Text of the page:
The York Rite Leadership Training Program is free of charge to the participant. The York Rite provides all training materials and the Instructors. Transportation, lodging, meals, and conference registration are the responsibility of the participant. You do not have to be a member of the York Rite to participate.
Contact S. Lane Pierce, Program Administrator, at firstname.lastname@example.org
Making Good Men Better
An open letter to the fraternity by S. Lane Pierce.
There is a secret in our fraternity. It is something we continue to shout to the public yet many of us have not even considered the words we are saying. How do we make good men better?
Consider this… if you could attract the right men into your Blue Lodge, you would have full tables at dinner. Your lodge meetings would include engaged civil discussion that excites the mind and body to the building of a legacy for you, your lodge, your state, and your country. You would have a positive recognition when walking about in your community. You would experience personal growth and improvement just because of your association, and enlightened dialog, with other great thinkers in your Lodge.
Because these men are the kind of men that are seeking to become more than what they are, they will move on to join the Chapter to finish the Masonic Journey they have begun. They will, in due time, want to understand the origination and preservation of Freemasonry through the Cryptic Degrees. Those who are men of Christ must then step into the path that He walked for us and learn how their christen nature manifests the goodness of life for all those who seek to learn and exhibit His teachings.
My Brother, that secret is in how we make good men better.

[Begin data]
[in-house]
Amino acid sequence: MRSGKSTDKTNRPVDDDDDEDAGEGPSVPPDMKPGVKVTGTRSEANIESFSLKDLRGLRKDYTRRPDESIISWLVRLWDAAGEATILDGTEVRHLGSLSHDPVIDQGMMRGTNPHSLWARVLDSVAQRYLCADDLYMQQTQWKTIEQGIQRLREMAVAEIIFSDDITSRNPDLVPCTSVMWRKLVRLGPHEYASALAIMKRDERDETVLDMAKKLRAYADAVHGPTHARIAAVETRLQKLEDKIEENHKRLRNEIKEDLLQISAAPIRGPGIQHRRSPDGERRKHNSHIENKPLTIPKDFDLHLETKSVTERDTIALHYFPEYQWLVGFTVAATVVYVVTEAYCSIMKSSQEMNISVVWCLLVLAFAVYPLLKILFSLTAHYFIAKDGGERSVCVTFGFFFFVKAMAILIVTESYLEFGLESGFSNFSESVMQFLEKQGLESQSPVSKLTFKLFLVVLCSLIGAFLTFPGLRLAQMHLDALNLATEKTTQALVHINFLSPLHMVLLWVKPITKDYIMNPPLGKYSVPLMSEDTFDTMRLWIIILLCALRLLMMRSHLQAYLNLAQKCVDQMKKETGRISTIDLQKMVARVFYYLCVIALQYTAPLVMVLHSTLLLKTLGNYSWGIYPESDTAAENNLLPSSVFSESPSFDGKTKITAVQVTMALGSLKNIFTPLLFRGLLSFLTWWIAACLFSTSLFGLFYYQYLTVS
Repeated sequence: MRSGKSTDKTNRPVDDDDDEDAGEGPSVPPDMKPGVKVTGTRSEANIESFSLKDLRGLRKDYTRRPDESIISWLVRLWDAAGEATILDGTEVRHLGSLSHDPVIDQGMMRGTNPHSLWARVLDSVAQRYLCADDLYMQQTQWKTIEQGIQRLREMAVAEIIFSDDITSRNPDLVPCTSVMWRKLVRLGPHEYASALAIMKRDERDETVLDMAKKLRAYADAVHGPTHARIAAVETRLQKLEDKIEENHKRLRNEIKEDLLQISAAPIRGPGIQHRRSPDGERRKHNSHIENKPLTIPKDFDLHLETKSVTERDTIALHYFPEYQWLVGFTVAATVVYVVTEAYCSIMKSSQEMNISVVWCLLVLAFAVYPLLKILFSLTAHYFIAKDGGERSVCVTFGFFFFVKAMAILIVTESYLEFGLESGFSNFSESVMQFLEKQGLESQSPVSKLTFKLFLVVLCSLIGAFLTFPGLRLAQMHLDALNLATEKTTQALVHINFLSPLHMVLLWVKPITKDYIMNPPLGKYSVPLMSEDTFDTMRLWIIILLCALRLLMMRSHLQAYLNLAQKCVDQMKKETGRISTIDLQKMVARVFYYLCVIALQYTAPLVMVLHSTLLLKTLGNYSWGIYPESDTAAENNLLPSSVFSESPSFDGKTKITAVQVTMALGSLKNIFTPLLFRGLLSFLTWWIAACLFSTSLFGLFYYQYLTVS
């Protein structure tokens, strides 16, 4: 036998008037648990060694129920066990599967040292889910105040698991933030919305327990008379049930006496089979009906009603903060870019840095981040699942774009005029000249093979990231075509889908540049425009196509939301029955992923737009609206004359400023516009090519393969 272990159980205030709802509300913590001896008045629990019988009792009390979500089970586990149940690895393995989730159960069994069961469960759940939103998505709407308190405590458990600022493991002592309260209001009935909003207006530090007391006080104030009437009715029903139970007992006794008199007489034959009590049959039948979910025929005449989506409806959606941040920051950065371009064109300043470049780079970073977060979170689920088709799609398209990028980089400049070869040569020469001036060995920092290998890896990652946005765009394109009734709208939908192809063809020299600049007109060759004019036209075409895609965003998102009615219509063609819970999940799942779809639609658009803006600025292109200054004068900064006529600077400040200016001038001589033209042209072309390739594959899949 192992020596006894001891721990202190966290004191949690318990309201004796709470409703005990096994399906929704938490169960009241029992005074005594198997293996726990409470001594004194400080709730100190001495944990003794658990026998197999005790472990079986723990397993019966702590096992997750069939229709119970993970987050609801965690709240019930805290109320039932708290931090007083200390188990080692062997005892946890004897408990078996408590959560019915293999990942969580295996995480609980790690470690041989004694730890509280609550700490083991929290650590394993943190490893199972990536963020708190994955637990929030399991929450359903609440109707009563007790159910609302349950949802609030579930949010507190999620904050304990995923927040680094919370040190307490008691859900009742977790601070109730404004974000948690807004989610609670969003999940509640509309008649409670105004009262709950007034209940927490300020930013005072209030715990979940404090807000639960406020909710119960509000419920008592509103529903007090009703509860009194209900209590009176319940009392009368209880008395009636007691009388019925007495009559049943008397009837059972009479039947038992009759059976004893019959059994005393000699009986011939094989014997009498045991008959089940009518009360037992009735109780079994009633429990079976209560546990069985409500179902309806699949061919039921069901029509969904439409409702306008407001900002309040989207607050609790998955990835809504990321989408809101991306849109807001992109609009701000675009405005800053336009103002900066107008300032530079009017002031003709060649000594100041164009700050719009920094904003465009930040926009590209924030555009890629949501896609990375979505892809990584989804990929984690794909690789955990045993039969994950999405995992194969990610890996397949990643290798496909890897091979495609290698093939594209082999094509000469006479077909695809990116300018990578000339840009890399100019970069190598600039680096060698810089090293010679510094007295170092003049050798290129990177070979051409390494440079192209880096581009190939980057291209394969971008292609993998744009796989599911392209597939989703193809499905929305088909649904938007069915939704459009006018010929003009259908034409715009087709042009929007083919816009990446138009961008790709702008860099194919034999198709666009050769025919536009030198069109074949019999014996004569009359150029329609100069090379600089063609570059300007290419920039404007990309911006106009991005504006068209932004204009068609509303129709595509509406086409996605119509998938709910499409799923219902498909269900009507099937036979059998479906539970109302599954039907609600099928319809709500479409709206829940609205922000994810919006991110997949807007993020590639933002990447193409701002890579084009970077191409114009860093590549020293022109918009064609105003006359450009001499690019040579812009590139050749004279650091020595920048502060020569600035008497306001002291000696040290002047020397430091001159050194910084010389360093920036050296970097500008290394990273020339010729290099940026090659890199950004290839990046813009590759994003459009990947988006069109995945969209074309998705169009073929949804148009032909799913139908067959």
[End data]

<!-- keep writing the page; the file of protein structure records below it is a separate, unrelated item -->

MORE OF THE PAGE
Freemasonry is so much more that what has ever been written of it. Freemasonry is not a thing that can be described. Much like the Great Architect of the Universe, Freemasonry is an experience. It is an experience to be sought. It is an experience to be continually had day to day.
A principle aspect of that experience is in leadership and leadership is the answer to the question; "how do we make good men better".
A leader is one who has the ability to create. They do so through their own self-control and dedication to an ideal outcome, and they have the determination and hardiness to see all circumstances through to achievement. Leaders capture the hearts and minds of others and inspire them into action for the benefit of the greater good. Leaders are content to set their ego aside and follow another leader when it benefits the outcome; and leaders will step boldly to the front to provide direction and action when needed.
Freemasonry is the perfect crucible for a man to improve himself and become the leader for good that he is meant to be. Freemasonry creates opportunities for a man to be humble, be in service to his fellow man, and to be a leader. I suggest to you that Freemasonry has been perfectly structured for you to learn to be a leader. From the moment you asked to be admitted to the mysteries of the craft, you have been setup with opportunities to learn and hone your skills as a leader. The question now is, what are you going to do?